1 minute read
26 Mar 2014
8:30 am

SABC denials lack credibility


SABC chairperson Zandile Tshabalala has a credibility problem in her attempts to deny she campaigned for the governing ANC on Sunday.

First, the SABC is widely regarded as pro-ANC. There is a history of SABC bosses blacklisting certain political commentators, canning shows which portray the party in an unfavourable light, and so on.

Second, there is Tshabalala’s track record. On her official CV she is still President Jacob Zuma’s adviser on broad-based black economic empowerment.

She made headlines recently with a vigorous defence of SABC acting chief operating officer, Hlaudi Motsoeneng, who does not have a matric and is renowned for his pro-Zuma views.

Public Protector Thuli Madonsela, in her report “When Governance and Ethics Fail”, said Motsoeneng had irregularly received three salary hikes in one year, jumping from R1.5 million to R2.4 million.

Tshabalala dismissed these and other criticisms, saying Motsoeneng “is diligent and very capable. The members of the board are right behind him.”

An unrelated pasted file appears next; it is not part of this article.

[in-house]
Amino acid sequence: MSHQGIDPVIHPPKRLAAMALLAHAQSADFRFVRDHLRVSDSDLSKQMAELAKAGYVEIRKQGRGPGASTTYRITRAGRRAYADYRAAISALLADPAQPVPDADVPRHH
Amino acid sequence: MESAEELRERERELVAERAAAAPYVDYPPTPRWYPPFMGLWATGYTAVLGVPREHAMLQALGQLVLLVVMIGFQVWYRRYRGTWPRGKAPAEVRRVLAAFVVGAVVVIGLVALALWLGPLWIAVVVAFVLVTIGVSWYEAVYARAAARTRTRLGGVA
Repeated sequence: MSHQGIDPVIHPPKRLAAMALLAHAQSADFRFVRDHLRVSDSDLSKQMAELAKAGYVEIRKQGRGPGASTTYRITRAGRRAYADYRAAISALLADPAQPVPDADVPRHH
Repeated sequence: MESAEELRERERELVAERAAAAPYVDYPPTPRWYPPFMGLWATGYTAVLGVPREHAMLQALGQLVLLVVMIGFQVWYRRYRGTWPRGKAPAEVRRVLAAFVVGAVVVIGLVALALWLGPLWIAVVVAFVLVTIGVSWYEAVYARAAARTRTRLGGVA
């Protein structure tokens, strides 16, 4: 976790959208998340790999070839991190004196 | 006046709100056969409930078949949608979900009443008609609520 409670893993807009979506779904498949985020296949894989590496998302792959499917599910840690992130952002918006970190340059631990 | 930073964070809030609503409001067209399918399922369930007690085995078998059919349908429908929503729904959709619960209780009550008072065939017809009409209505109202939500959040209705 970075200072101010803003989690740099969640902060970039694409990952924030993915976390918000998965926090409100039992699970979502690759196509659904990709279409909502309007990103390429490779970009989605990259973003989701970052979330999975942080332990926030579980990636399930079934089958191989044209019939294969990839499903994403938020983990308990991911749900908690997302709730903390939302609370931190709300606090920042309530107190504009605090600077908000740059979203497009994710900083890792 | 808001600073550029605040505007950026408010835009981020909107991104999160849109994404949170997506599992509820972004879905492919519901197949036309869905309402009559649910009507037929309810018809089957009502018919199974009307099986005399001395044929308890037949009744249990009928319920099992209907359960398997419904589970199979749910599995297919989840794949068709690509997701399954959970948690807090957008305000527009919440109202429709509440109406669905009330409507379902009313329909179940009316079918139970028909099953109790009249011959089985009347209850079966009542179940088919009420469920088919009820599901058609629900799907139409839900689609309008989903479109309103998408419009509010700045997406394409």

This is the same Motsoeneng who issued instructions that at least 70% of SABC news must be positive, and who has prohibited shows on the grounds that they might offend Zuma. Basically the SABC is run by a Zuma supporters club.

So it was no surprise when Tshabalala told kwaMashu residents on Sunday, “This government knows where it is going; it has a history. Do not follow political parties; you do not know where they are going.”

That’s regulation ANC electioneering. In response to our report on the speech, the SABC says Tshabalala was quoted out of context. Indeed, aren’t we all?

SABC spokesperson Kaizer Kganyago, with a glimmering of the responsibilities of a public service broadcaster, says the corporation will “never influence the public to vote one way or the other”.

If only that were true.